Short Story (Flash Fiction) Of the Day, Helicopter by Nicholas L. Sweeney

Overhead, Danny heard a sound like a hundred horses galloping in unison. The craft had looked like a stray gout of orange flame rising into the sky. The white blades of its propeller carved a halo over its head. The ice cream slipped, forgotten, from Danny’s hand. The cone crunched beneath his sneaker.

—-Nicholas L. Sweeney, Helicopter

Helicopter, Downtown Dallas, Texas

I shot the helicopter reflected in a building in downtown after riding my bike to visit a new park, Pacific Plaza, in downtown. It was lifting what looked like roofing materials to the top of another skyscraper.

I looked around for a flash fiction about a helicopter, and found this one… it’s pretty good.

 

Read it here:

Helicopter by Nicholas L. Sweeney

from Flash Fiction Magazine

 

Get the Most Not the Lesser

“So generation after generation of men in love with pain and passivity serve out their time in the Zone, silent, redolent of faded sperm, terrified of dying, desperately addicted to the comforts others sell them, however useless, ugly or shallow, willing to have life defined for them by men whose only talent is for death.”
Thomas Pynchon, Gravity’s Rainbow

Fabrication Yard, Dallas, Texas

Blue Angels

You must drink. I’m not paying for your art.

—-Kiepert, The Blue Angel

The Blue Angels flew over Dallas in honor of the COVID-19 first responders.

I was at work and pretty much everyone filed out into the parking lot to watch them fly over – wearing our surgical masks and staying six feet apart from each other.

They were over in a few seconds. I had brought my camera and snapped a few photos – though I have friends that were, say, downtown, and took much better pictures of the jets against the towering crystal skyscrapers. Still, I raised my camera and shot – something doesn’t really happen unless you have a photo of it.

 

The Blue Angels over my work parking lot.

The Blue Angels over my work parking lot turning with smoke.

The Blue Angels turning toward downtown Dallas.

Just To Nourish Human Loneliness

“Why do people have to be this lonely? What’s the point of it all? Millions of people in this world, all of them yearning, looking to others to satisfy them, yet isolating themselves. Why? Was the earth put here just to nourish human loneliness?”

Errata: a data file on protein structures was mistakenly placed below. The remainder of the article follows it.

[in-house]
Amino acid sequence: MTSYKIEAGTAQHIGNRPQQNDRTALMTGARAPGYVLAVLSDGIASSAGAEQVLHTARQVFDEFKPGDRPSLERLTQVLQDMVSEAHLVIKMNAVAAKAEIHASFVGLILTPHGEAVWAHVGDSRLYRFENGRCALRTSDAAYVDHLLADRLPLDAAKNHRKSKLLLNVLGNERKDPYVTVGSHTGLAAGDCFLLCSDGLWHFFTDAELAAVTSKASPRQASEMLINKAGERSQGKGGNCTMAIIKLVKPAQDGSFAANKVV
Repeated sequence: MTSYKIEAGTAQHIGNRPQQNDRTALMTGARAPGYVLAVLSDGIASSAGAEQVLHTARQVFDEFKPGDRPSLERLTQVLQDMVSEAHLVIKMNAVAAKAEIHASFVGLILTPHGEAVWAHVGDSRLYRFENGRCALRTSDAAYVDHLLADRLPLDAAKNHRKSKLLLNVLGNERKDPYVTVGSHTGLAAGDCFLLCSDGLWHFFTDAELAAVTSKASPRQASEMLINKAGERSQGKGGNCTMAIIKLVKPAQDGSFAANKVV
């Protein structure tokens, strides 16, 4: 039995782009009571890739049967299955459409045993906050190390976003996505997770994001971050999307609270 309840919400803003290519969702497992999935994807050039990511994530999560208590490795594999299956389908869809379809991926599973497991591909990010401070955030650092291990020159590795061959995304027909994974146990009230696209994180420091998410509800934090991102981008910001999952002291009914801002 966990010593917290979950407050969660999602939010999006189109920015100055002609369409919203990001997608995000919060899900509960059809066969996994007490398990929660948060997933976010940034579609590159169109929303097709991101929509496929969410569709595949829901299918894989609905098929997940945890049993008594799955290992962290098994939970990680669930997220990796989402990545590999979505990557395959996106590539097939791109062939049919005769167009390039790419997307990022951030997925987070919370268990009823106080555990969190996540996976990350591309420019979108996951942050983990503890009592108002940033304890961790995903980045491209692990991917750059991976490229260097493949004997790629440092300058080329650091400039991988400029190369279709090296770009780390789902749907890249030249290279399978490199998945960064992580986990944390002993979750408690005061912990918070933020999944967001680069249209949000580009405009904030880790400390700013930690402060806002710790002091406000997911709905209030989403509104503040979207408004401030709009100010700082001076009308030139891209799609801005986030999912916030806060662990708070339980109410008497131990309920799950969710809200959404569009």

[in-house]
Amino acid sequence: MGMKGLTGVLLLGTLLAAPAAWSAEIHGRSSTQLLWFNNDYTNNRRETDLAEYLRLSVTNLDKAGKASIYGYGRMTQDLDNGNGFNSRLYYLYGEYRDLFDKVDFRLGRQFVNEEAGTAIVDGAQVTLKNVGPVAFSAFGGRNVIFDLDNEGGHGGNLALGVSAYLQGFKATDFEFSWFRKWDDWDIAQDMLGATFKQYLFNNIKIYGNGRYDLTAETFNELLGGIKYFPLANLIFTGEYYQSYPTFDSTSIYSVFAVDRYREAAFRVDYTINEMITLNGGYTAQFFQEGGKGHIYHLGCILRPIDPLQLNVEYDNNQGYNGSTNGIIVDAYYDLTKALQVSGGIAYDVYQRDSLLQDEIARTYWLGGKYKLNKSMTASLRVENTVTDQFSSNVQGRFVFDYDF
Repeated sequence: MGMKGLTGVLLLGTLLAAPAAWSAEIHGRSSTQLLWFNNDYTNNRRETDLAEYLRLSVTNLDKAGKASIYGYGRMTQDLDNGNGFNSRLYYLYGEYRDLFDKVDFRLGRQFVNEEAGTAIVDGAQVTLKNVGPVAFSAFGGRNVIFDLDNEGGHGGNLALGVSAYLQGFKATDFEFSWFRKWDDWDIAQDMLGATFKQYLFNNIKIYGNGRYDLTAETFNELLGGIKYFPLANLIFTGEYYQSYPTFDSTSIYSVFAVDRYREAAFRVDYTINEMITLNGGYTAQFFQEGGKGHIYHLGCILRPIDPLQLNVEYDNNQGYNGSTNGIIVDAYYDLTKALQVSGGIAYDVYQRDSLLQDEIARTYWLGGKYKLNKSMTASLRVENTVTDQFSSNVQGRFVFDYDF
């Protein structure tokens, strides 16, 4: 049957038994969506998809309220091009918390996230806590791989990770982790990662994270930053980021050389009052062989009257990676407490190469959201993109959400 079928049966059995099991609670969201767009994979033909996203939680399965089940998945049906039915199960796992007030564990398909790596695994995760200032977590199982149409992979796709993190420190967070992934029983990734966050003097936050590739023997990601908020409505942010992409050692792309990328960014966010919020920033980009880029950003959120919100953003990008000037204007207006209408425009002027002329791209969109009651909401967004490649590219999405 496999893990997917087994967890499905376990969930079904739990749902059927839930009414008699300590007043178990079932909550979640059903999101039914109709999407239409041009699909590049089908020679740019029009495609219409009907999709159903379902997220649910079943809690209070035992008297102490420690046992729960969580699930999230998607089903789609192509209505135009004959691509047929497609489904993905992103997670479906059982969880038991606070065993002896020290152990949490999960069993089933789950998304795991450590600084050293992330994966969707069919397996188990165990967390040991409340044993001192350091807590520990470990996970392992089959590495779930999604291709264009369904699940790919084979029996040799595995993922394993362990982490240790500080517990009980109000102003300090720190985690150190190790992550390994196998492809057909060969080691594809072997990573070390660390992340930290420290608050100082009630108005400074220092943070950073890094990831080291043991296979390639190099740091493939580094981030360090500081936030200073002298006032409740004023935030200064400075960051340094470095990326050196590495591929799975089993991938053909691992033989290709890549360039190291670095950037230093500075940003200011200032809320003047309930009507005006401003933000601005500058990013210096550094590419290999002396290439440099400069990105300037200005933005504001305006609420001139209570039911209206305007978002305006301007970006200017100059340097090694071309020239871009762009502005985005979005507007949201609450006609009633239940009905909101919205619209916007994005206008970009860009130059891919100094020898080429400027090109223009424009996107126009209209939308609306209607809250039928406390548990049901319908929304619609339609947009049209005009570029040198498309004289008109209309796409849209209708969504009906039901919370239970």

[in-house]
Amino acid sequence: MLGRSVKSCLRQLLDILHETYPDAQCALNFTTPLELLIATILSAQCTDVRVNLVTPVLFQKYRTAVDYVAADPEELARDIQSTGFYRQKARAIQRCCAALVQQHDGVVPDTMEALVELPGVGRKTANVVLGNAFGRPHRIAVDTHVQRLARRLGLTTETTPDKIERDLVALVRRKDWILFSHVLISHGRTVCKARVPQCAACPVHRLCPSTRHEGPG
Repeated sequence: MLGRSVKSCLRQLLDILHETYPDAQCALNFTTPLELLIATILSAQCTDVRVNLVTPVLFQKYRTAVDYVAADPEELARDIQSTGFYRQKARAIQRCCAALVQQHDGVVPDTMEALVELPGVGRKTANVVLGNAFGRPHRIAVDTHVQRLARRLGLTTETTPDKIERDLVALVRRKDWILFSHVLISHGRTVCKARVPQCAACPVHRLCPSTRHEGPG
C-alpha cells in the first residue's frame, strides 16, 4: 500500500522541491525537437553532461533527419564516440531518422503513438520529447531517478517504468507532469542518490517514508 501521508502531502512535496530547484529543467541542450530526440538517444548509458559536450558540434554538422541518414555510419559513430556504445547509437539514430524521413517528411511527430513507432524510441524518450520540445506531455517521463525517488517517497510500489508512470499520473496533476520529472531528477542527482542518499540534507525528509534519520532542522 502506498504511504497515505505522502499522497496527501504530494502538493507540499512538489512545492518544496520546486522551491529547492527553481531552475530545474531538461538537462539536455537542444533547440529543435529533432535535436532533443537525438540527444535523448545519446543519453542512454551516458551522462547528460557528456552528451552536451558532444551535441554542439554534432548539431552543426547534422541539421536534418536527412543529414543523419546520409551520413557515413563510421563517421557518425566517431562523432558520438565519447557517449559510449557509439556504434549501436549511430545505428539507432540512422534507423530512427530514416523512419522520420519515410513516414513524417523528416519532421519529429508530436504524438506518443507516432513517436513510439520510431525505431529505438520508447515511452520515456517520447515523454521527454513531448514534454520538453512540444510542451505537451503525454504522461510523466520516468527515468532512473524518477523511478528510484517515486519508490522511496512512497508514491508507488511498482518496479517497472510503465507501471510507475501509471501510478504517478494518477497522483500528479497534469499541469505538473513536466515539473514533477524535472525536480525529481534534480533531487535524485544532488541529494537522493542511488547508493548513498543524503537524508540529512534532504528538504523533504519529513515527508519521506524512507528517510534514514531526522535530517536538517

Haruki Murakami, Sputnik Sweetheart

Footprints and Bike Tracks in thin mud on concrete path, Trinity River Bottoms, Dallas, Texas

There were people here once.

The Swirling

“My soul is a black maelstrom, a great madness spinning about a vacuum, the swirling of a vast ocean around a hole in the void, and in the waters, more like whirlwinds than waters, float images of all I ever saw or heard in the world: houses, faces, books, boxes, snatches of music and fragments of voices, all caught up in a sinister, bottomless whirlpool.”
Fernando Pessoa, The Book of Disquiet

Old photo of the Trinity River in flood stage, Dallas, Texas

I Enter A Swamp As A Sacred Place

“Thoreau the “Patron Saint of Swamps” because he enjoyed being in them and writing about them said, “my temple is the swamp… When I would recreate myself, I seek the darkest wood, the thickest and most impenetrable and to the citizen, most dismal, swamp. I enter a swamp as a sacred place, a sanctum sanctorum… I seemed to have reached a new world, so wild a place…far away from human society. What’s the need of visiting far-off mountains and bogs, if a half-hour’s walk will carry me into such wildness and novelty.”
Henry David Thoreau, Walden and Other Writings

Bald Cypress Knees, Waco, Texas

The Girl With Many Eyes

The Girl With Many Eyes
One day in the park
I had quite a surprise.
I met a girl
who had many eyes.

She was really quite pretty
(and also quite shocking!)
and I noticed she had a mouth,
so we ended up talking.

We talked about flowers,
and her poetry classes,
and the problems she’d have
if she ever wore glasses.

It’s great to know a girl
who has so many eyes,
but you really get wet
when she breaks down and cries.”
Tim Burton

Tattoo Parlor Window, Deep Ellum, Dallas, Texas

 

Laissez les bons temps rouler – from Bishop Arts Mardi Gras Parade – 2013